I've attached a couple closer pics of the junction box.
There are two harnesses coming out of the junction box along with a separate green wire.
Each harness has a white wire, a black wire, and an unsheathed copper wire.
There are four wire nut groupings:

Grouping A:
- Green wire from the junction box
- Unsheathed copper wire from first harness
- Unsheathed copper wire from second harness
- Ground wire from original light

Grouping B:
- Black wire from first harness
- Black wire from second harness

Grouping C:
- White wire from first harness (produces numbers above zero on the multimeter)
- First gray wire from original light

Grouping D:
- White wire from second harness (does not produce anything above zero on the multimeter)
- Second gray wire from original light

The original light has three wires: two gray ones and an unsheathed ground wire.
The new light has two wires: a white one and a black one.

Using the multimeter test pictured two posts above, only one of the white wires coming out of the junction box produces numbers greater than zero on the meter, the other does not.

Is the new light (only one white wire and one black wire) still usable given the above situation?

 
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02-19-17, 10:39 AM   #12 (permalink)  
It's not the light fixture. It is the wiring. It really would help to have that light fixture removed so we can see all the wiring and how they are attached in the jbox. You are using a term "harness", which is not accurate. Are you talking about a "cable"? A cable has more than one wire in its sheath combined usually with a grounding wire which is usually bare. So it appears you have two cables (black/white/bare).

I hate to ask, but remove the fixture and the bracket so all that is left is the box and wiring. Don't uncap any wires.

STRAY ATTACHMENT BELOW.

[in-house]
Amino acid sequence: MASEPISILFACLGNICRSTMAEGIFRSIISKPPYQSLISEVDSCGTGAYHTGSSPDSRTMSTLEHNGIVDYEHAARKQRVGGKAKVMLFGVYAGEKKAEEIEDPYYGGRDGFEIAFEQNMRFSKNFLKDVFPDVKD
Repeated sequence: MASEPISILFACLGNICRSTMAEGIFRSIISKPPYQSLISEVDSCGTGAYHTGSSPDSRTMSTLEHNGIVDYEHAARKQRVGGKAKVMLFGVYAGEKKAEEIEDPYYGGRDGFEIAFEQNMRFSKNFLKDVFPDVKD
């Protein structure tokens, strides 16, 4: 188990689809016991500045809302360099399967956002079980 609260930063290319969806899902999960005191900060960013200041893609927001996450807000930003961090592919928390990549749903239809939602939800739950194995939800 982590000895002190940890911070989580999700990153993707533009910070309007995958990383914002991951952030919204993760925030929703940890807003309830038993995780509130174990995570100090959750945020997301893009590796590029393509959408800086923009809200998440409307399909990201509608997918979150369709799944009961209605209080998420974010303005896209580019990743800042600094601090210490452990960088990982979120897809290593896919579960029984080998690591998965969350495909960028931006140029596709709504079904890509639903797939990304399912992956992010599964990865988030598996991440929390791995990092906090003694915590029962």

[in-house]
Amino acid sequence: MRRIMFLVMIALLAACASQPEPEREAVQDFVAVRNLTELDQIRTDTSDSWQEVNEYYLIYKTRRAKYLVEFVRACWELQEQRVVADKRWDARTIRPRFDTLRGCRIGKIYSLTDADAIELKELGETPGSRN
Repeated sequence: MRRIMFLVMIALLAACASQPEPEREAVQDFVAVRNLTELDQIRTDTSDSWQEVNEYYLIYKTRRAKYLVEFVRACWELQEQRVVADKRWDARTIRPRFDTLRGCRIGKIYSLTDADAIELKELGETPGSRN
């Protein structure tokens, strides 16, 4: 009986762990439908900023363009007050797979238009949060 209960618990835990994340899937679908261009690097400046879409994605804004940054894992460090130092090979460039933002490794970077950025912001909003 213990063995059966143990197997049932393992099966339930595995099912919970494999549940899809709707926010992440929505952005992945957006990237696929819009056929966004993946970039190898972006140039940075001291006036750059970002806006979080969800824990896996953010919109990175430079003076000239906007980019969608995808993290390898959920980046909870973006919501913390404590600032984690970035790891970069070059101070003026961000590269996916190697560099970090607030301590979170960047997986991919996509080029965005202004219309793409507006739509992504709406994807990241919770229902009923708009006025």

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02-19-17, 11:02 AM   #13 (permalink)  
Ok... you have two cables in the box. You have two black wires connected together.
This is where the problem is and is incorrect.

Your new light will work fine.
Like Larry said.... remove the fixture.

Make sure power is off.
Pull out the black connection and disconnect the two black wires.
Turn power back on and check each pair of white and black wires for power.
Only one cable will be the power in. Mark it so that you know it.

Once you know which cable is hot..... turn the power back off.

Connect the hot black wire to the white wire of the other cable. Put the wire nut on it.
Now you will have a white and black wire left.
Connect white to white, black to black and the grounds get connected together.

This is what you have there.

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02-19-17, 01:45 PM   #14 (permalink)  
Basically it is a ritual of "doing it right". The light will work as it is wired, as Pete says, but for future use it is better to do as the diagram suggests since you have a switch loop. The white wire from the switch should have had a piece of black tape on it to designate it as the pass through for the switch loop, technically making it a black wire. You only have one neutral and it is in place properly.

 
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03-02-17, 09:10 AM   #15 (permalink)  
PJMax hit it out of the park. I did exactly that and it works now. Thank you